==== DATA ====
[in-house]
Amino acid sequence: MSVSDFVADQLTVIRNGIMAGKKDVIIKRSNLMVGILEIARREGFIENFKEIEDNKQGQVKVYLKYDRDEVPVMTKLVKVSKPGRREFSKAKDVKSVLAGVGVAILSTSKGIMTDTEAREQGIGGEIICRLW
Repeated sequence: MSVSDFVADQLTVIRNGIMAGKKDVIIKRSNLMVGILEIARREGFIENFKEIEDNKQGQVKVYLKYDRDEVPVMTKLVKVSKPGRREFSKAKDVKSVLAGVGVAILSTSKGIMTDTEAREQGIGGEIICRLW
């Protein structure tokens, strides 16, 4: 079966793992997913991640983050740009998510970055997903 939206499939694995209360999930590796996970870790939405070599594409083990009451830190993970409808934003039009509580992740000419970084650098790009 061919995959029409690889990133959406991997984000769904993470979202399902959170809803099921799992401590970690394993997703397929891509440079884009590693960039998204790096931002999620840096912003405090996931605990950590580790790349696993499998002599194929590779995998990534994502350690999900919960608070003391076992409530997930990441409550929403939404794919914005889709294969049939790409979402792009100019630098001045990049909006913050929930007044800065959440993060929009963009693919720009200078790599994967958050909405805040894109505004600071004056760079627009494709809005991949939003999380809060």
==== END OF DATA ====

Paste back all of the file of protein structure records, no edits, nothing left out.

[in-house]
Amino acid sequence: MSVSDFVADQLTVIRNGIMAGKKDVIIKRSNLMVGILEIARREGFIENFKEIEDNKQGQVKVYLKYDRDEVPVMTKLVKVSKPGRREFSKAKDVKSVLAGVGVAILSTSKGIMTDTEAREQGIGGEIICRLW
Repeated sequence: MSVSDFVADQLTVIRNGIMAGKKDVIIKRSNLMVGILEIARREGFIENFKEIEDNKQGQVKVYLKYDRDEVPVMTKLVKVSKPGRREFSKAKDVKSVLAGVGVAILSTSKGIMTDTEAREQGIGGEIICRLW
């Protein structure tokens, strides 16, 4: 079966793992997913991640983050740009998510970055997903 939206499939694995209360999930590796996970870790939405070599594409083990009451830190993970409808934003039009509580992740000419970084650098790009 061919995959029409690889990133959406991997984000769904993470979202399902959170809803099921799992401590970690394993997703397929891509440079884009590693960039998204790096931002999620840096912003405090996931605990950590580790790349696993499998002599194929590779995998990534994502350690999900919960608070003391076992409530997930990441409550929403939404794919914005889709294969049939790409979402792009100019630098001045990049909006913050929930007044800065959440993060929009963009693919720009200078790599994967958050909405805040894109505004600071004056760079627009494709809005991949939003999380809060």